This week marked the release of the monthly scheduled security fixes from Microsoft. With the September Patch Tuesday update bundle, Microsoft addressed 59 vulnerabilities across different products, including two zero-days.
Two Zero-Day Vulnerabilities Received Patches
The most important updates released this month include two zero-day fixes.
The first is an information disclosure vulnerability in Microsoft Word (CVE-2023-36761). According to Microsoft’s advisory, the vulnerability exploits the Preview Pane as the attack vector, disclosing NTLM hashes to an attacker without user interaction. The tech giant marked this flaw as an important severity issue (CVSS 6.2) and confirmed detecting active exploitation of this flaw in the wild.
The second zero-day vulnerability (CVE-2023-36802) exists in the Microsoft Streaming Service Proxy. Exploiting this vulnerability allows attackers to gain elevated privileges on the target systems, including SYSTEM privileges. While Microsoft confirmed public disclosure of the vulnerability prior to patching, it also assured detecting no active exploitation.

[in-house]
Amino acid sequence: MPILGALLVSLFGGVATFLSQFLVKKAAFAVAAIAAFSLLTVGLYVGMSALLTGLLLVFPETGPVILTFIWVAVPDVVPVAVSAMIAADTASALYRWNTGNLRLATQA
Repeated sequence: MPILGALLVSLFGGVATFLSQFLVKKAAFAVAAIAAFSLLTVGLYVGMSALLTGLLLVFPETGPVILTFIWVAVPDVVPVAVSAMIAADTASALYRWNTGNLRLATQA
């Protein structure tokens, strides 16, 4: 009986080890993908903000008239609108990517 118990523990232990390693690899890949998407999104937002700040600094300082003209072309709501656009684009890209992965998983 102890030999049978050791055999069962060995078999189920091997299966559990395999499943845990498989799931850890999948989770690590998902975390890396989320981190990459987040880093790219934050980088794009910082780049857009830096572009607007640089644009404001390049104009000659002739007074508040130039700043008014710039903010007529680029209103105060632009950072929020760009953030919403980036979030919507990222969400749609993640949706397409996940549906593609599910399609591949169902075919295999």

Other Patch Tuesday Fixes From Microsoft For September 2023
In addition to the two zero-days, the September update bundle includes fixes for five critical security issues. Among these, the following four vulnerabilities could allow remote code execution.
- CVE-2023-38148 (CVSS 8.8) – a vulnerability affecting the Internet Connection Sharing (ICS). An attacker may exploit the flaw for ICS-enabled systems by sending maliciously crafted network packets to the ICS service to target systems on the same network segment.
- CVE-2023-36792, CVE-2023-36793, and CVE-2023-36796 (CVSS 7.8) – An attacker with local access to the target machine may exploit these vulnerabilities in the Visual Studio to execute arbitrary codes. Exploiting the flaws merely requires tricking the victim user into opening a maliciously crafted package file.
The fifth critical vulnerability includes CVE-2023-29332 (CVSS 7.5) – a privilege escalation vulnerability affecting the Microsoft Azure Kubernetes Service. Microsoft deemed it an easily exploitable flaw, allowing a remote adversary to gain Cluster Administrator privileges.
Besides, the tech giant addressed 51 important severity vulnerabilities affecting the .Net Framework, 3D Builder, 3D Viewer, Azure DevOps Server, DHCP Server, Microsoft Exchange Server, Microsoft Office, Outlook, SharePoint, Windows Defender, and Windows Kernel, among others. Moreover, the tech giant also addressed a moderate severity spoofing vulnerability in Microsoft Office (CVE-2023-41764; CVSS 5.5).
While these updates will reach all eligible systems automatically, users should still check for system updates manually to ensure timely patches.
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